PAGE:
Full program: 88 81 74 69 66 bytes

import Data.Dates
main=pure$!succ.dateWeekDay<$>getCurrentDateTime

Try it online!

pure is needed to lift the resulting WeekDay back into the IO Monad. However, Haskell sees that the value is not output in any way by the program, so lazy as it is, the expression is not evaluated, so even on Sundays the program would not fail. This is why $! is needed, which forces the evaluation even if Haskell would normally not evaluate the expression.


Previous approach with Data.Time: 127 124 bytes

import Data.Time.Clock
import Data.Time.Calendar.WeekDate
c(_,_,d)|d<7=d
main=getCurrentTime>>=(pure$!).c.toWeekDate.utctDay

Try it online! These are some impressive imports. Change d<7 to e.g. d/=5 to test failure on a Friday. Fails with the following exception: Non-exhaustive patterns in function c.

\$\endgroup\$
  • 1
    \$\begingroup\$ main=pure$!succ.dateWeekDay<$>getCurrentDateTime. And, as functions are allowed, you can drop the main=. \$\endgroup\$ – nimi Jan 5 '18 at 15:01
  • \$\begingroup\$ @nimi Thanks! I'm not sure about the function though, because of the No using input or showing output through the usual IO methods rule. As far as I see, using a function would result in an output for non-Sundays, even though it is wrapped in an IO-action. \$\endgroup\$ – Laikoni Jan 5 '18 at 15:42
  • \$\begingroup\$ Maybe you're right, but on the other hand a full program has an exit code, which is also a standard method. \$\endgroup\$ – nimi Jan 5 '18 at 15:46
  • \$\begingroup\$ ... the challenge rules now allow functions to return values on non-Sundays as long as they don't print. \$\endgroup\$ – nimi Jan 5 '18 at 15:51
  • \$\begingroup\$ @nimi Thanks for the notice. \$\endgroup\$ – Laikoni Jan 6 '18 at 20:12
4
\$\begingroup\$

Ruby, 15 bytes

1/Time.now.wday

wday will return 0 on Sunday causing a ZeroDivisionError: divided by 0 error. For example: 1/Time.new(2018,1,7).wday.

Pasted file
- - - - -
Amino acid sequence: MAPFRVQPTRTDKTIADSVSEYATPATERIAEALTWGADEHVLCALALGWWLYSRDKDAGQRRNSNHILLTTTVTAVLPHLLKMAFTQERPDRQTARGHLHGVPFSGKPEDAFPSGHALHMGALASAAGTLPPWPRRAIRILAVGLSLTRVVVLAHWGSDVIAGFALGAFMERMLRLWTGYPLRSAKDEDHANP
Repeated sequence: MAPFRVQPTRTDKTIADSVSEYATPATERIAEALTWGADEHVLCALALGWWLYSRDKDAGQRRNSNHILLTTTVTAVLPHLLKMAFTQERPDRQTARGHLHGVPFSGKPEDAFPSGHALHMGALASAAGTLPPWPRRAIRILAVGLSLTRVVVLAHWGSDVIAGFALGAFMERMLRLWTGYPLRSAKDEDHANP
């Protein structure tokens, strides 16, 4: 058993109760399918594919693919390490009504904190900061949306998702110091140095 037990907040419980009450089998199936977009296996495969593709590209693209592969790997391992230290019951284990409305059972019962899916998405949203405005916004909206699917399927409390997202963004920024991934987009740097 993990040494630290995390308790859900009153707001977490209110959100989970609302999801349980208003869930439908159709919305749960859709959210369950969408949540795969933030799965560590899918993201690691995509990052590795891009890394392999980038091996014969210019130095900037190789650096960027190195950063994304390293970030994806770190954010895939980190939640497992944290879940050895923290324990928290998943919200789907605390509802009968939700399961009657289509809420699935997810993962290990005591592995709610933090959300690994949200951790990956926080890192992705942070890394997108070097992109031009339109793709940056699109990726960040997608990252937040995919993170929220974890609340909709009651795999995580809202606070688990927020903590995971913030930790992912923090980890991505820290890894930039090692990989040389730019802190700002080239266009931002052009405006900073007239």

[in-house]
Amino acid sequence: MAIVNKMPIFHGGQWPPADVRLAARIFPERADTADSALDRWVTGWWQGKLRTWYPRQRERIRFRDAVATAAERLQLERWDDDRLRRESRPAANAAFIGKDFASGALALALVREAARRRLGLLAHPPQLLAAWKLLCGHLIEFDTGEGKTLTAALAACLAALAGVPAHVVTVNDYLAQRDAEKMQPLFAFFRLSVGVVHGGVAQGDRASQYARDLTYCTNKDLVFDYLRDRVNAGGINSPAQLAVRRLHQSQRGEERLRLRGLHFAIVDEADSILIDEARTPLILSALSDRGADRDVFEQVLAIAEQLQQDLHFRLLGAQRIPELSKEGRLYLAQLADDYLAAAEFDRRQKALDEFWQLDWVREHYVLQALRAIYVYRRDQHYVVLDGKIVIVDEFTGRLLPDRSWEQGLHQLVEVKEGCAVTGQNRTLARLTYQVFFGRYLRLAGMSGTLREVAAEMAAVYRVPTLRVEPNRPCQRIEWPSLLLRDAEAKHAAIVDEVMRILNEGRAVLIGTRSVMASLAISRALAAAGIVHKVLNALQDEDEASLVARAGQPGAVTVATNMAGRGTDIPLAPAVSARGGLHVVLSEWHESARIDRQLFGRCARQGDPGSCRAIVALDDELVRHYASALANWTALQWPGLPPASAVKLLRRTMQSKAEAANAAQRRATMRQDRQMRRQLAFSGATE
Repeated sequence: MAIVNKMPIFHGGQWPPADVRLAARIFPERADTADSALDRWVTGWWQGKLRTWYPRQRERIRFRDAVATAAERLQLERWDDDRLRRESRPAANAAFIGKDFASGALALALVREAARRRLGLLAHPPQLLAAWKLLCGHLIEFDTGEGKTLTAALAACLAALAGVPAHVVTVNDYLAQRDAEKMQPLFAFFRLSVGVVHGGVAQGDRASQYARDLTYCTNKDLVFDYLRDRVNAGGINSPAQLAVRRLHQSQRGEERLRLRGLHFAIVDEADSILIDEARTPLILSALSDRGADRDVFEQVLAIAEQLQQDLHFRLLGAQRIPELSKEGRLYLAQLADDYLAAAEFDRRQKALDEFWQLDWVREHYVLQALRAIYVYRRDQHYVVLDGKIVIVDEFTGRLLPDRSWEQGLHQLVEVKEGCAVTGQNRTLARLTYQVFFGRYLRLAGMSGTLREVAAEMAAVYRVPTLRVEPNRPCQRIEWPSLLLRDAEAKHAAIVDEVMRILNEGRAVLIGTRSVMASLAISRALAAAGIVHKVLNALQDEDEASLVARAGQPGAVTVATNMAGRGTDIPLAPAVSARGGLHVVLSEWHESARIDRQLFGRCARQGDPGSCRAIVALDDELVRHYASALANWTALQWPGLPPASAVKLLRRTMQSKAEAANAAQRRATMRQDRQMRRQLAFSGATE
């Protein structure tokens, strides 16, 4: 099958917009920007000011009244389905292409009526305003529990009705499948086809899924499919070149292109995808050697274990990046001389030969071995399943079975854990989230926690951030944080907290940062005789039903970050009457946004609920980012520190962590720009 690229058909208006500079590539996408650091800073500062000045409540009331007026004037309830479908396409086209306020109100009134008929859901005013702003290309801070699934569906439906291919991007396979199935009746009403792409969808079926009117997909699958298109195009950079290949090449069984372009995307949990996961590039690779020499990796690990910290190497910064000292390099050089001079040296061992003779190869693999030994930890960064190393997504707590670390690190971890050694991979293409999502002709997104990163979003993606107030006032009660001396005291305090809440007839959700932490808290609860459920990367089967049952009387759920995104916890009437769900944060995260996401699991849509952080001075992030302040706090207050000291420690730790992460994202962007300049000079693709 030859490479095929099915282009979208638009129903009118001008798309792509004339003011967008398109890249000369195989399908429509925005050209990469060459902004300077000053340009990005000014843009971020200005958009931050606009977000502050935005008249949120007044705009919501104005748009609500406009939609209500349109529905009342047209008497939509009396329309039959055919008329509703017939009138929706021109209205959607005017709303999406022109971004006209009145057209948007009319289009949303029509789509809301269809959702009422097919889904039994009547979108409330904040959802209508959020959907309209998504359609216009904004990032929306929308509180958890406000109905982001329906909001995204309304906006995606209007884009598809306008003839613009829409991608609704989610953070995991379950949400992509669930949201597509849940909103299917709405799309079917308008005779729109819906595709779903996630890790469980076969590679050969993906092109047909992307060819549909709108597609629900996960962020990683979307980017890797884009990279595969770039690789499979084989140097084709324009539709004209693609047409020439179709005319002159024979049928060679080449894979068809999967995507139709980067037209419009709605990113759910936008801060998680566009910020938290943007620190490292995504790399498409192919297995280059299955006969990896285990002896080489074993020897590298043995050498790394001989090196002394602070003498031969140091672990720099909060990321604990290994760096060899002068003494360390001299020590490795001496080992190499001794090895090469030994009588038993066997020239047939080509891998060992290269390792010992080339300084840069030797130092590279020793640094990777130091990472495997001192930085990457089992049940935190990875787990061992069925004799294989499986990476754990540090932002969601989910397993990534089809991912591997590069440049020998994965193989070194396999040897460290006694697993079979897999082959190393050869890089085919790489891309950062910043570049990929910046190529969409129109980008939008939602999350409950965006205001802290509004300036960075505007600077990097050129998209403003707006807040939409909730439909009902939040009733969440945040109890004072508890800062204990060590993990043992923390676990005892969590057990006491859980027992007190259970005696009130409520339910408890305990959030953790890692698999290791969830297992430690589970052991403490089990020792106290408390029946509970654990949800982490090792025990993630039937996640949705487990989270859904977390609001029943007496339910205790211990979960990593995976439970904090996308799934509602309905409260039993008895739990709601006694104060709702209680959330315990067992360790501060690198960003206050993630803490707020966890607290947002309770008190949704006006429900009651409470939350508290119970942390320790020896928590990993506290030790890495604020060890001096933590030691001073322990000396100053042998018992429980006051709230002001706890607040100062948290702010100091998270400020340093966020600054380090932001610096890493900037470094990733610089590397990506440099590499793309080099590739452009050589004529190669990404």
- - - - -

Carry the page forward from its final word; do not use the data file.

\$\endgroup\$
4
\$\begingroup\$

Perl 5, 13 bytes

1/(gmtime)[6]

Try it online!

Ported @biketire's answerj

removed 3 bytes with @mik's reminder

\$\endgroup\$
  • \$\begingroup\$ gmtime instead of localtime will also meet the rules, and is 3 bytes shorter \$\endgroup\$ – mik Jan 6 '18 at 15:28
3
\$\begingroup\$

jq, 42 characters

(39 characters code + 3 characters command line option)

now|strftime("%w")|strptime("%d")|empty

Just trying a different approach here: parse week day number (0..6) as month day number (1..31).

Sample run:

bash-4.4$ TZ=UTC faketime 2018-01-06 jq -n 'now|strftime("%w")|strptime("%d")|empty'

bash-4.4$ TZ=UTC faketime 2018-01-07 jq -n 'now|strftime("%w")|strptime("%d")|empty'
jq: error (at <unknown>): date "0" does not match format "%d"

Note that jq only handles UTC dates.

Try it online!

\$\endgroup\$
3
\$\begingroup\$

05AB1E, 45 44 bytes

As 05AB1E doesn't have a built in for getting the day of the week, I've used Zeller's Rule to calculate it.

Prints a newline to stderr in case of a Sunday (observable in the debug view on TIO)

žežf11+14%Ì13*5÷žgžf3‹-т%D4÷žgт÷©4÷®·(O7%i.ǝ

Try it online!

Explanation

The general formula used is
DoW = d + [(13*(m+1))/5] + y + [y/4] + [c/4] - 2*c
Where DoW=day of week, d=day, m=month, y=last 2 digits of year, c=century and and expression in brackets ([]) is rounded down.

Each month used in the formula correspond to a number, where Jan=13,Feb=14,Mar=3,...,Dec=12
As we have the current month in the more common format Jan=1,...,Dec=12 we convert the month using the formula
m = (m0 + 11) % 14 + 1

As a biproduct of March being the first month, January and February belong to the previous year, so the calculation for determining y becomes
y = (year - (m0 < 3)) % 100

The final value for DoW we get is an int where 0=Sat,1=Sun,...,6=Fri.
Now we can explicitly throw an error if the result is true.

\$\endgroup\$
  • 9
    \$\begingroup\$ 05AB1E losing to Java? Everything I know is a lie \$\endgroup\$ – Kamil Drakari Jan 5 '18 at 16:40
3
\$\begingroup\$

C, 35, 34 27 bytes

f(n){n/=time(0)/86400%7^3;}